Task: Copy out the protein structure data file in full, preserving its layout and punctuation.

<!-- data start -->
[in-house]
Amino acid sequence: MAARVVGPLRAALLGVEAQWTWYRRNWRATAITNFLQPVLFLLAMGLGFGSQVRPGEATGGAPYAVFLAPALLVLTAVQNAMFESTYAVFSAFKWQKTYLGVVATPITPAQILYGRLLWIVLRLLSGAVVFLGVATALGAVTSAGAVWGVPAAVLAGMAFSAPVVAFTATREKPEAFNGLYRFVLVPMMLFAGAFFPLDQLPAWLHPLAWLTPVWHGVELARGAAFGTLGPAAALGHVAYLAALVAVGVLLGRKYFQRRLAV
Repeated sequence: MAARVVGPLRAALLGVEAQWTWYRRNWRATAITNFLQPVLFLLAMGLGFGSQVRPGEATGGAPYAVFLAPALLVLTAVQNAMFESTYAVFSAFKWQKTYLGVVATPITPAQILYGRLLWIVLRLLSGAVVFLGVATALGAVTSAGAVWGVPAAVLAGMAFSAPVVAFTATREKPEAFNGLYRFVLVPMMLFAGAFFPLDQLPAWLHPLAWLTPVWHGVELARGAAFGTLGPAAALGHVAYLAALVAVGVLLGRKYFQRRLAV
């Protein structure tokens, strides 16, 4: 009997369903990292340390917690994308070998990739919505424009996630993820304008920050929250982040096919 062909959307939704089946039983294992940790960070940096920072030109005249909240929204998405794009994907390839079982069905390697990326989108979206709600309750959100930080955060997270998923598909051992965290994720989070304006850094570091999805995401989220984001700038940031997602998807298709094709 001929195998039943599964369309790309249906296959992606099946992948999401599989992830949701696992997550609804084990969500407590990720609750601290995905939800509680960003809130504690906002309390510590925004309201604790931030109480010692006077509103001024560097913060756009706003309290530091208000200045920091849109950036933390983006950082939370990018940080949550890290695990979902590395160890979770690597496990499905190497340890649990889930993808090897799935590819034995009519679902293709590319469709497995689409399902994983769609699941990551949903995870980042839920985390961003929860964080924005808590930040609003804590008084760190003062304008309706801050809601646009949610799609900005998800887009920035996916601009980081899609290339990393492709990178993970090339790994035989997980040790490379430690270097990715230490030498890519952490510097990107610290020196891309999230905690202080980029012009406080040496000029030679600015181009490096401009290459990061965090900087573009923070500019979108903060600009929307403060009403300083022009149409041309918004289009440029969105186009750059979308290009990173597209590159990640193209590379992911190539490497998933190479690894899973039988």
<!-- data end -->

[in-house]
Amino acid sequence: MAARVVGPLRAALLGVEAQWTWYRRNWRATAITNFLQPVLFLLAMGLGFGSQVRPGEATGGAPYAVFLAPALLVLTAVQNAMFESTYAVFSAFKWQKTYLGVVATPITPAQILYGRLLWIVLRLLSGAVVFLGVATALGAVTSAGAVWGVPAAVLAGMAFSAPVVAFTATREKPEAFNGLYRFVLVPMMLFAGAFFPLDQLPAWLHPLAWLTPVWHGVELARGAAFGTLGPAAALGHVAYLAALVAVGVLLGRKYFQRRLAV
Repeated sequence: MAARVVGPLRAALLGVEAQWTWYRRNWRATAITNFLQPVLFLLAMGLGFGSQVRPGEATGGAPYAVFLAPALLVLTAVQNAMFESTYAVFSAFKWQKTYLGVVATPITPAQILYGRLLWIVLRLLSGAVVFLGVATALGAVTSAGAVWGVPAAVLAGMAFSAPVVAFTATREKPEAFNGLYRFVLVPMMLFAGAFFPLDQLPAWLHPLAWLTPVWHGVELARGAAFGTLGPAAALGHVAYLAALVAVGVLLGRKYFQRRLAV
């Protein structure tokens, strides 16, 4: 009997369903990292340390917690994308070998990739919505424009996630993820304008920050929250982040096919 062909959307939704089946039983294992940790960070940096920072030109005249909240929204998405794009994907390839079982069905390697990326989108979206709600309750959100930080955060997270998923598909051992965290994720989070304006850094570091999805995401989220984001700038940031997602998807298709094709 001929195998039943599964369309790309249906296959992606099946992948999401599989992830949701696992997550609804084990969500407590990720609750601290995905939800509680960003809130504690906002309390510590925004309201604790931030109480010692006077509103001024560097913060756009706003309290530091208000200045920091849109950036933390983006950082939370990018940080949550890290695990979902590395160890979770690597496990499905190497340890649990889930993808090897799935590819034995009519679902293709590319469709497995689409399902994983769609699941990551949903995870980042839920985390961003929860964080924005808590930040609003804590008084760190003062304008309706801050809601646009949610799609900005998800887009920035996916601009980081899609290339990393492709990178993970090339790994035989997980040790490379430690270097990715230490030498890519952490510097990107610290020196891309999230905690202080980029012009406080040496000029030679600015181009490096401009290459990061965090900087573009923070500019979108903060600009929307403060009403300083022009149409041309918004289009440029969105186009750059979308290009990173597209590159990640193209590379992911190539490497998933190479690894899973039988």